In the coming weeks, there are going to be a lot of questions around here that look like: “How were you able to do this so quickly?”
You'll see what I mean in a few days, but for now, I'm going to give a bit of a precursor to it by explaining how I got to this point in just three years with M$M.
Honestly, none of this has felt quick from my perspective. The last few years have been some of the longest of my life and were filled with more periods of excitement (and stress) than I can ever remember experiencing before.
But from the outside – I get it. I went from high school band director to full-time blogger (making way more money than I ever thought I would in my life) in a very short amount of time.
This post is a little rare because the majority of it will be geared towards anyone who wants to build an audience/business quickly. I think there are a lot of people out there who are trying to do it, and wonder what the “secret sauce” is. So…here you go. 🙂
Here are some strategies I've used to grow a super loyal audience quickly:
Always put the readers first
This is actually one that I learned from J Money over at Budgets Are Sexy a loooong time ago (well really…three years ago but you get the point).
If it's not a good fit for your audience, don't push it. Period.
If it's not the right message for your audience, don't push it either.
Basically, if you don't 1,000% believe in it, don't even consider putting out there for your readers to see.
A lot of you don't get to see the back-end operations for M$M, but there are plenty of products over the past few years that companies have reached out and asked me to put on the site. The reality is that I usually turn them down.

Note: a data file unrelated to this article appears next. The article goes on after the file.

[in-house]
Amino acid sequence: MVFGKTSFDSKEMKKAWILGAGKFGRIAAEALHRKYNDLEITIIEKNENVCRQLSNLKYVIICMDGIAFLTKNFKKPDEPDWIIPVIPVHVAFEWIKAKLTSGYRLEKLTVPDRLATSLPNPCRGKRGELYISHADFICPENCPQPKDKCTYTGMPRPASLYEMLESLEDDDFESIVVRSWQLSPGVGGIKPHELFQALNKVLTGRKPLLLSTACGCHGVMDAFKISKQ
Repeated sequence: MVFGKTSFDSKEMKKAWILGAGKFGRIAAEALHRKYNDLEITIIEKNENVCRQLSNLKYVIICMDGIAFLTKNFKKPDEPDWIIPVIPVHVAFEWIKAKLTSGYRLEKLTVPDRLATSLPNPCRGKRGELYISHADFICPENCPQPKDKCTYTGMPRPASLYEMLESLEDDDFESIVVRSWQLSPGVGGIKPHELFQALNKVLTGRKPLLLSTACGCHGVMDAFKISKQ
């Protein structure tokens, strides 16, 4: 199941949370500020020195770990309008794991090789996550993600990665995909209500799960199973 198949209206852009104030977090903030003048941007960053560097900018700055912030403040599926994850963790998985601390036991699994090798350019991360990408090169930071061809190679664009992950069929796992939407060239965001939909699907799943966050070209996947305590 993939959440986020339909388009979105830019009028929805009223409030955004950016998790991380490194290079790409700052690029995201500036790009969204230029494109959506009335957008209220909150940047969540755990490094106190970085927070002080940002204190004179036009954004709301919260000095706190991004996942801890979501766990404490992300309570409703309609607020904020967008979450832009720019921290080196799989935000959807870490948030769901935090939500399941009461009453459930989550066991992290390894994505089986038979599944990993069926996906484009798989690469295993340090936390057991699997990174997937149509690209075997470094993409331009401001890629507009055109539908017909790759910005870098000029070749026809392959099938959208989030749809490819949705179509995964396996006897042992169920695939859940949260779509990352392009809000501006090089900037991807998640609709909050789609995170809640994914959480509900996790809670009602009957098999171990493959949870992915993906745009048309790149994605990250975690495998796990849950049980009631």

In fact, as I was editing this post, one showed up in my inbox that I have no interest in working with. Talk about good timing haha.
I don't mind working with a bank from time to time or mentioning cool budgeting apps that I think are legitimately useful, but the majority of financial products out there just suck.
I can't even count how many mortgage lenders, personal loan offers, or new investing apps (usually startups) that I've given the cold shoulder to. It's just not worth it to me.
Stop trying to be the next “someone”
This was one that I learned early on. When I first started talking about student loan debt and sharing my story of paying off $40,000 in 18 months, a lot of people started to draw Dave Ramsey references.
“You could be Dave for the Millennials!”
While that sounds cool, I have no interest in it. There are a lot of great things that he teaches, but I just don't have the desire to be a “guru”. In fact, I hate that word so much haha. There are way too many people out there that haven't done jack and call themselves experts.